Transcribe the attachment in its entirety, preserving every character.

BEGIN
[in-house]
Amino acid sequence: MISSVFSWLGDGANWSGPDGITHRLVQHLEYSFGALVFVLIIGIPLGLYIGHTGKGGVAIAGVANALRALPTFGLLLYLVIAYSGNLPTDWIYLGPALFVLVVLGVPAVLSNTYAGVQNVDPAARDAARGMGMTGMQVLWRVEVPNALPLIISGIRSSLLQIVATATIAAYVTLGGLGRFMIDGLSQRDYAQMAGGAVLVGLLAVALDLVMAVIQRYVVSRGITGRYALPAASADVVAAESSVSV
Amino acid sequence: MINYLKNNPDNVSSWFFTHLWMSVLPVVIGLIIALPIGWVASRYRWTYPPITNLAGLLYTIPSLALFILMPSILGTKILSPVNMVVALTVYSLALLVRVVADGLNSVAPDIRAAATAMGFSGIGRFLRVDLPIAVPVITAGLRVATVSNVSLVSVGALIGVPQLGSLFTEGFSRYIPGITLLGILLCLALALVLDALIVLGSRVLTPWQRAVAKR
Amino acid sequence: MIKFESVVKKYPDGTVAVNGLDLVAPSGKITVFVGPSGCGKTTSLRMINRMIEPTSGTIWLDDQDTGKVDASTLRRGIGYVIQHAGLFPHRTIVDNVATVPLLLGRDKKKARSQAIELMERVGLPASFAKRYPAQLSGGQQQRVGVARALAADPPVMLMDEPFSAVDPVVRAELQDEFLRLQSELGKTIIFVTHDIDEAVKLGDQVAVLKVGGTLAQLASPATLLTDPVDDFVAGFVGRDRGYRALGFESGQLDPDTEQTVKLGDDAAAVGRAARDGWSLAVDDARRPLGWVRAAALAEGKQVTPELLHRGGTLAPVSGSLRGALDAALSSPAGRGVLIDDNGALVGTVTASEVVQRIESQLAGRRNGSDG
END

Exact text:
[in-house]
Amino acid sequence: MISSVFSWLGDGANWSGPDGITHRLVQHLEYSFGALVFVLIIGIPLGLYIGHTGKGGVAIAGVANALRALPTFGLLLYLVIAYSGNLPTDWIYLGPALFVLVVLGVPAVLSNTYAGVQNVDPAARDAARGMGMTGMQVLWRVEVPNALPLIISGIRSSLLQIVATATIAAYVTLGGLGRFMIDGLSQRDYAQMAGGAVLVGLLAVALDLVMAVIQRYVVSRGITGRYALPAASADVVAAESSVSV
Amino acid sequence: MINYLKNNPDNVSSWFFTHLWMSVLPVVIGLIIALPIGWVASRYRWTYPPITNLAGLLYTIPSLALFILMPSILGTKILSPVNMVVALTVYSLALLVRVVADGLNSVAPDIRAAATAMGFSGIGRFLRVDLPIAVPVITAGLRVATVSNVSLVSVGALIGVPQLGSLFTEGFSRYIPGITLLGILLCLALALVLDALIVLGSRVLTPWQRAVAKR
Amino acid sequence: MIKFESVVKKYPDGTVAVNGLDLVAPSGKITVFVGPSGCGKTTSLRMINRMIEPTSGTIWLDDQDTGKVDASTLRRGIGYVIQHAGLFPHRTIVDNVATVPLLLGRDKKKARSQAIELMERVGLPASFAKRYPAQLSGGQQQRVGVARALAADPPVMLMDEPFSAVDPVVRAELQDEFLRLQSELGKTIIFVTHDIDEAVKLGDQVAVLKVGGTLAQLASPATLLTDPVDDFVAGFVGRDRGYRALGFESGQLDPDTEQTVKLGDDAAAVGRAARDGWSLAVDDARRPLGWVRAAALAEGKQVTPELLHRGGTLAPVSGSLRGALDAALSSPAGRGVLIDDNGALVGTVTASEVVQRIESQLAGRRNGSDG